If political clientelism is one determinant of Kyrgyzstan’s political trajectory, the other is the international aid economy. International influence manifests in far-flung outposts such as Song Köl, where female-dominated tourist and handicraft companies attract international investors. It is also evident in the growing number of foreign-funded democracy-promoting NGOs. These NGOs promote a variety of causes, but Petric focuses on election reform and monitoring. Petric signs up to work as a short-term election observer with the Organization for Security and Cooperation in Europe, shortly before President Askar Akayev’s ouster (in 2005). Petric is disappointed that the OSCE and similar organizations present themselves as neutral players—they offer technical expertise and free observers—but actually seem to want regime change. Many of the volunteer observers he works with have made a career of traveling the world to observe elections in authoritarian countries. They are still celebrating their ‘victory’ in the 2004 election in Ukraine, which led to the overthrow of President Kuchma, and hope for a replay in Kyrgyzstan.
Petric is similarly dismayed by the international community’s involvement in ethnic politics. Ethnic Kyrgyz were barely a majority when the republic became independent but quickly established political dominance. Akayev, to his credit, initially promoted internationalism. He adopted the slogan, “Kyrgyzstan is our common house,” as the anchor for a short-lived multi-ethnic nationalism. Too soon, the growing visibility of Kyrgyz iconography in the public sphere indexed the “kyrgyzyfication” of society and ethnic (and regional) identities determined access to resources and power.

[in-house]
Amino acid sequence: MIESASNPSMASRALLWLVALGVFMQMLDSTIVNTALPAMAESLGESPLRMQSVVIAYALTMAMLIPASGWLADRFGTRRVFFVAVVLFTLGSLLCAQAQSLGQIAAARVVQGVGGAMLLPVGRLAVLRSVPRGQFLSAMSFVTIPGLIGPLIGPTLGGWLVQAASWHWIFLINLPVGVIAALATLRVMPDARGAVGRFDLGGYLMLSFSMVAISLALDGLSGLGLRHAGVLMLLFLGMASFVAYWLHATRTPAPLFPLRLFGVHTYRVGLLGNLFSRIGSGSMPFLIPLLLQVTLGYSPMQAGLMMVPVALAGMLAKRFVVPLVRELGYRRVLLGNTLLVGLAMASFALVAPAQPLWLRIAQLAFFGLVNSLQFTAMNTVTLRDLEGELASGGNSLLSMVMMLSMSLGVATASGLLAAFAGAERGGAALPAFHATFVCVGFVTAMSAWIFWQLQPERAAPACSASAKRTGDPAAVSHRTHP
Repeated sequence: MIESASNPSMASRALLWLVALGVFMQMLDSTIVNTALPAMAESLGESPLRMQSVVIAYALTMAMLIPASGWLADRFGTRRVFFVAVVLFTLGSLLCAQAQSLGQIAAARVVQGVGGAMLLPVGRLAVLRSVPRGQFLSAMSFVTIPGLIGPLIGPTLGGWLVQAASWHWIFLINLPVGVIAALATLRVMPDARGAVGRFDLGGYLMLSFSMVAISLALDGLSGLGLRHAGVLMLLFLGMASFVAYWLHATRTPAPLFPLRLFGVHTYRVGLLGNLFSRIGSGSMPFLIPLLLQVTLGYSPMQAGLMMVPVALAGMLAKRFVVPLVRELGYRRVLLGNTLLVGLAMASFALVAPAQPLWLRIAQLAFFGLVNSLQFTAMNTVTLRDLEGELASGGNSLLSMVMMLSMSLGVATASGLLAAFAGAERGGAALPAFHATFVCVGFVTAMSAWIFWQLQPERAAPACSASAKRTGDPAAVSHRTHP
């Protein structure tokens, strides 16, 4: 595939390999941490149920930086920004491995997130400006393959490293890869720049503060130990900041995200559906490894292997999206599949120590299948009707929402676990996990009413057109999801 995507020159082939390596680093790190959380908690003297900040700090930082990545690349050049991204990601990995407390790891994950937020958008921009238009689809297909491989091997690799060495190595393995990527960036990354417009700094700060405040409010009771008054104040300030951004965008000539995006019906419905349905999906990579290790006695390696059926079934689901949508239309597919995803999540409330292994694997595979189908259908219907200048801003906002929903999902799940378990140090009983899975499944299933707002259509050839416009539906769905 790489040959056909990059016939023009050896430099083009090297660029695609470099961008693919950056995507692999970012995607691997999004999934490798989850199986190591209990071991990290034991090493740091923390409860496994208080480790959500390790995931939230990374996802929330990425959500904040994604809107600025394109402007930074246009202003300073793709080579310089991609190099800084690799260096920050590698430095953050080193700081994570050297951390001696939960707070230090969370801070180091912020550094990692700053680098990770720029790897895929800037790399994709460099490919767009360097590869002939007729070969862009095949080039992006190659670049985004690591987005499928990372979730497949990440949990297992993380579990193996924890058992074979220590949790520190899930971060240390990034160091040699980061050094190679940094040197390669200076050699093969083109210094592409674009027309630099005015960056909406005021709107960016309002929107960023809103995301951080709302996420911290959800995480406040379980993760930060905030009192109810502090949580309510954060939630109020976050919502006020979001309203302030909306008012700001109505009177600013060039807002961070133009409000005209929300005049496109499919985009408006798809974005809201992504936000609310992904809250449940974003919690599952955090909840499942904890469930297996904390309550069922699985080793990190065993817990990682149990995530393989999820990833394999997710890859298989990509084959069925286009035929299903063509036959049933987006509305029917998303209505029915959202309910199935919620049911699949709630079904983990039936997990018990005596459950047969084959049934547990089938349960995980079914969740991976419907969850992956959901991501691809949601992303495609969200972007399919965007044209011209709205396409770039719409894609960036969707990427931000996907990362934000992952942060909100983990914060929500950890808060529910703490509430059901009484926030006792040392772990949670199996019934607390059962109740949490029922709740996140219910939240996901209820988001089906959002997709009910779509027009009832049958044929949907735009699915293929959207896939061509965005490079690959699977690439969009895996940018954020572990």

Petric notes that when the regime raised up Manas, the storied hero of Kyrgyz epic poetry, as the national hero, the international community eagerly played along. The UN declared 1995 the “year of Manas,” and numerous international organizations contributed funding for a lavish festival that celebrated the hero and the renovation of his tomb. UNESCO added the Manas epic to its list of representatives of “intangible cultural heritage of humanity.” Meanwhile, in the south, international organizations promoted consciousness raising among ethnic Uzbeks. They funded Uzbek universities and schools and created NGOs tasked with defending the rights of the Uzbek minority. The international community also helped organize a celebration of the southern city of Osh’s 2000th anniversary, an Uzbek-dominated counterpart to the festivities surrounding Manas.
Although Petric does not blame the international community for the devastating ethnic pogroms of 2010, when thousands of Uzbeks (and hundreds of Kyrgyz) were killed in Osh, he suggests that by promoting ethnically-defined institutions and events rather than shared symbols, the international community intensified and politicized ethnic differences. Far from empowering anyone, these efforts deepened the divide between Kyrgyz and Uzbeks and further marginalized smaller ethnic groups. When President Kurmanbek Bakiyev was forced out of power in 2010 and bitter elites in Osh wanted retribution, they easily turned popular resentment into ethnic-based violence.
Noor Borbieva, Indiana University-Purdue University, Fort Wayne
Petric, Boris. 2015. Where Are All Our Sheep? Kyrgyzstan, a Global Political Arena. Translated by Cynthia Schoch. New York: Berghahn.